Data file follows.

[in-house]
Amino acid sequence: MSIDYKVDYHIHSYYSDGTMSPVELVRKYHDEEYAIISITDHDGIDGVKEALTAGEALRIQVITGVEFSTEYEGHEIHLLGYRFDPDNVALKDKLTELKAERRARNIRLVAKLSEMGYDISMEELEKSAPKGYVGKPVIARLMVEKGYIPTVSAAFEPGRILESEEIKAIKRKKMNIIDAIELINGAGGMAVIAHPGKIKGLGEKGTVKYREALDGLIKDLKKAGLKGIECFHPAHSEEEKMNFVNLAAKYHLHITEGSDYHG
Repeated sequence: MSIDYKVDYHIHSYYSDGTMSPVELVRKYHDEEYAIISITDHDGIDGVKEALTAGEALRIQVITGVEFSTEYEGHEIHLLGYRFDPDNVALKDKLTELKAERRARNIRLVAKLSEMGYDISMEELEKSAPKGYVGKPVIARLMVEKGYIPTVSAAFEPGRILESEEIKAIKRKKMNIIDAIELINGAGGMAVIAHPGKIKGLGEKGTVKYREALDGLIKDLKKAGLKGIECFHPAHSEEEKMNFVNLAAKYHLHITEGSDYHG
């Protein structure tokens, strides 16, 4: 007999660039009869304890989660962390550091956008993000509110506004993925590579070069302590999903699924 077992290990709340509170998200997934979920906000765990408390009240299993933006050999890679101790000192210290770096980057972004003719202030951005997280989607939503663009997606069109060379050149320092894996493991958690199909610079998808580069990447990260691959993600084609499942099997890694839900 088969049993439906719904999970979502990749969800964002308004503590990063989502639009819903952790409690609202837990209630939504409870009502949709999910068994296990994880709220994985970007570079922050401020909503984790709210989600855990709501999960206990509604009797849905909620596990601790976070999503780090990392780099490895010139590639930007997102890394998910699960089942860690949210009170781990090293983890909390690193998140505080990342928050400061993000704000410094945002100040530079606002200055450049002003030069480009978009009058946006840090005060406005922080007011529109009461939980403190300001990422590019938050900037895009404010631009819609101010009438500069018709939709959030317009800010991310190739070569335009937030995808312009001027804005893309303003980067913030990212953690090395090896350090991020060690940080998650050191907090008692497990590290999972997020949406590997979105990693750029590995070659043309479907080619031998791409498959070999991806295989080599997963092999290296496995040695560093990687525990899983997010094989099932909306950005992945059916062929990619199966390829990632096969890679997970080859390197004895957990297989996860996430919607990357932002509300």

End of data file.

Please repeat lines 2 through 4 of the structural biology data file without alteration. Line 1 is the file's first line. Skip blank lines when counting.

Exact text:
Amino acid sequence: MSIDYKVDYHIHSYYSDGTMSPVELVRKYHDEEYAIISITDHDGIDGVKEALTAGEALRIQVITGVEFSTEYEGHEIHLLGYRFDPDNVALKDKLTELKAERRARNIRLVAKLSEMGYDISMEELEKSAPKGYVGKPVIARLMVEKGYIPTVSAAFEPGRILESEEIKAIKRKKMNIIDAIELINGAGGMAVIAHPGKIKGLGEKGTVKYREALDGLIKDLKKAGLKGIECFHPAHSEEEKMNFVNLAAKYHLHITEGSDYHG
Repeated sequence: MSIDYKVDYHIHSYYSDGTMSPVELVRKYHDEEYAIISITDHDGIDGVKEALTAGEALRIQVITGVEFSTEYEGHEIHLLGYRFDPDNVALKDKLTELKAERRARNIRLVAKLSEMGYDISMEELEKSAPKGYVGKPVIARLMVEKGYIPTVSAAFEPGRILESEEIKAIKRKKMNIIDAIELINGAGGMAVIAHPGKIKGLGEKGTVKYREALDGLIKDLKKAGLKGIECFHPAHSEEEKMNFVNLAAKYHLHITEGSDYHG
């Protein structure tokens, strides 16, 4: 007999660039009869304890989660962390550091956008993000509110506004993925590579070069302590999903699924 077992290990709340509170998200997934979920906000765990408390009240299993933006050999890679101790000192210290770096980057972004003719202030951005997280989607939503663009997606069109060379050149320092894996493991958690199909610079998808580069990447990260691959993600084609499942099997890694839900 088969049993439906719904999970979502990749969800964002308004503590990063989502639009819903952790409690609202837990209630939504409870009502949709999910068994296990994880709220994985970007570079922050401020909503984790709210989600855990709501999960206990509604009797849905909620596990601790976070999503780090990392780099490895010139590639930007997102890394998910699960089942860690949210009170781990090293983890909390690193998140505080990342928050400061993000704000410094945002100040530079606002200055450049002003030069480009978009009058946006840090005060406005922080007011529109009461939980403190300001990422590019938050900037895009404010631009819609101010009438500069018709939709959030317009800010991310190739070569335009937030995808312009001027804005893309303003980067913030990212953690090395090896350090991020060690940080998650050191907090008692497990590290999972997020949406590997979105990693750029590995070659043309479907080619031998791409498959070999991806295989080599997963092999290296496995040695560093990687525990899983997010094989099932909306950005992945059916062929990619199966390829990632096969890679997970080859390197004895957990297989996860996430919607990357932002509300």